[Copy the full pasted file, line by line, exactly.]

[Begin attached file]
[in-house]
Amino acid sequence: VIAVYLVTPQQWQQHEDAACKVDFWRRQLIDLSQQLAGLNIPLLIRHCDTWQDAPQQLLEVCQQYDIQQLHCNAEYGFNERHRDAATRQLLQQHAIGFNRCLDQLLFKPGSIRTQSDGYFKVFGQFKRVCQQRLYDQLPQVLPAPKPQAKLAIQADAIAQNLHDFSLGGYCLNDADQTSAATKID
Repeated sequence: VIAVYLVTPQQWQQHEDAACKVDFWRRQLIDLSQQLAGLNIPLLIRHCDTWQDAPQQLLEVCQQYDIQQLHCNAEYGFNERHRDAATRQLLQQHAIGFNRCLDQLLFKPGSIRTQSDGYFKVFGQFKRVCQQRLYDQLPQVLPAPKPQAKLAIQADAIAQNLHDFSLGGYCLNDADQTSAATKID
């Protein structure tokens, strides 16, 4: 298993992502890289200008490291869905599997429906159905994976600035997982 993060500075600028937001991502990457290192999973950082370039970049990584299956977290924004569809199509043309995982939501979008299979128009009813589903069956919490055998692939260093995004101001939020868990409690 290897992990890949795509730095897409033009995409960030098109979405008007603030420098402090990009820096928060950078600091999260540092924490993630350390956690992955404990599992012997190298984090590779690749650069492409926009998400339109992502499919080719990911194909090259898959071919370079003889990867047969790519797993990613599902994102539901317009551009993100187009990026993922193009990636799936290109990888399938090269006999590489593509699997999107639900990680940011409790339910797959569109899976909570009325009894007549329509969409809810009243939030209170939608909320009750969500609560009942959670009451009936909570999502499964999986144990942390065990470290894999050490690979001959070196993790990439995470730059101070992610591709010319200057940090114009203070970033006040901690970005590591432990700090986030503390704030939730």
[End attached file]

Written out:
[in-house]
Amino acid sequence: VIAVYLVTPQQWQQHEDAACKVDFWRRQLIDLSQQLAGLNIPLLIRHCDTWQDAPQQLLEVCQQYDIQQLHCNAEYGFNERHRDAATRQLLQQHAIGFNRCLDQLLFKPGSIRTQSDGYFKVFGQFKRVCQQRLYDQLPQVLPAPKPQAKLAIQADAIAQNLHDFSLGGYCLNDADQTSAATKID
Repeated sequence: VIAVYLVTPQQWQQHEDAACKVDFWRRQLIDLSQQLAGLNIPLLIRHCDTWQDAPQQLLEVCQQYDIQQLHCNAEYGFNERHRDAATRQLLQQHAIGFNRCLDQLLFKPGSIRTQSDGYFKVFGQFKRVCQQRLYDQLPQVLPAPKPQAKLAIQADAIAQNLHDFSLGGYCLNDADQTSAATKID
């Protein structure tokens, strides 16, 4: 298993992502890289200008490291869905599997429906159905994976600035997982 993060500075600028937001991502990457290192999973950082370039970049990584299956977290924004569809199509043309995982939501979008299979128009009813589903069956919490055998692939260093995004101001939020868990409690 290897992990890949795509730095897409033009995409960030098109979405008007603030420098402090990009820096928060950078600091999260540092924490993630350390956690992955404990599992012997190298984090590779690749650069492409926009998400339109992502499919080719990911194909090259898959071919370079003889990867047969790519797993990613599902994102539901317009551009993100187009990026993922193009990636799936290109990888399938090269006999590489593509699997999107639900990680940011409790339910797959569109899976909570009325009894007549329509969409809810009243939030209170939608909320009750969500609560009942959670009451009936909570999502499964999986144990942390065990470290894999050490690979001959070196993790990439995470730059101070992610591709010319200057940090114009203070970033006040901690970005590591432990700090986030503390704030939730």